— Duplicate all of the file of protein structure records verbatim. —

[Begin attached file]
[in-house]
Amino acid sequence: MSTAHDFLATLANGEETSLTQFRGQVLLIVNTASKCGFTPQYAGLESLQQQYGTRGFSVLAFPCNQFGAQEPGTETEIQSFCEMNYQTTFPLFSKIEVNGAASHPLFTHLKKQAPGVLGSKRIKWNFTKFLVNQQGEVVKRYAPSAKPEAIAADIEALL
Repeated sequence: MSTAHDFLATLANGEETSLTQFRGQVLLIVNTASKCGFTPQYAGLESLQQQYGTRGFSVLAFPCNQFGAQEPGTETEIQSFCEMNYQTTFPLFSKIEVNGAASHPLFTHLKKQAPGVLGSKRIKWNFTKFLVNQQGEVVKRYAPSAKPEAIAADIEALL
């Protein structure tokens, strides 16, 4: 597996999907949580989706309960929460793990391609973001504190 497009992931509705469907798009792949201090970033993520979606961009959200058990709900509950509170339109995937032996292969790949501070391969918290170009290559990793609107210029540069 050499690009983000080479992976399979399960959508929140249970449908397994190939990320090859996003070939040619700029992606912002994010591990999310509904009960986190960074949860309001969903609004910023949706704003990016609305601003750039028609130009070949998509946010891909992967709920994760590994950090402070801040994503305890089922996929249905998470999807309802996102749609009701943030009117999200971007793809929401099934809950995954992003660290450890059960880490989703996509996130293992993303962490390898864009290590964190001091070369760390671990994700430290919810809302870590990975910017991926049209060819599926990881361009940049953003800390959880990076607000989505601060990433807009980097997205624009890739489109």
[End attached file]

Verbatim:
[in-house]
Amino acid sequence: MSTAHDFLATLANGEETSLTQFRGQVLLIVNTASKCGFTPQYAGLESLQQQYGTRGFSVLAFPCNQFGAQEPGTETEIQSFCEMNYQTTFPLFSKIEVNGAASHPLFTHLKKQAPGVLGSKRIKWNFTKFLVNQQGEVVKRYAPSAKPEAIAADIEALL
Repeated sequence: MSTAHDFLATLANGEETSLTQFRGQVLLIVNTASKCGFTPQYAGLESLQQQYGTRGFSVLAFPCNQFGAQEPGTETEIQSFCEMNYQTTFPLFSKIEVNGAASHPLFTHLKKQAPGVLGSKRIKWNFTKFLVNQQGEVVKRYAPSAKPEAIAADIEALL
């Protein structure tokens, strides 16, 4: 597996999907949580989706309960929460793990391609973001504190 497009992931509705469907798009792949201090970033993520979606961009959200058990709900509950509170339109995937032996292969790949501070391969918290170009290559990793609107210029540069 050499690009983000080479992976399979399960959508929140249970449908397994190939990320090859996003070939040619700029992606912002994010591990999310509904009960986190960074949860309001969903609004910023949706704003990016609305601003750039028609130009070949998509946010891909992967709920994760590994950090402070801040994503305890089922996929249905998470999807309802996102749609009701943030009117999200971007793809929401099934809950995954992003660290450890059960880490989703996509996130293992993303962490390898864009290590964190001091070369760390671990994700430290919810809302870590990975910017991926049209060819599926990881361009940049953003800390959880990076607000989505601060990433807009980097997205624009890739489109």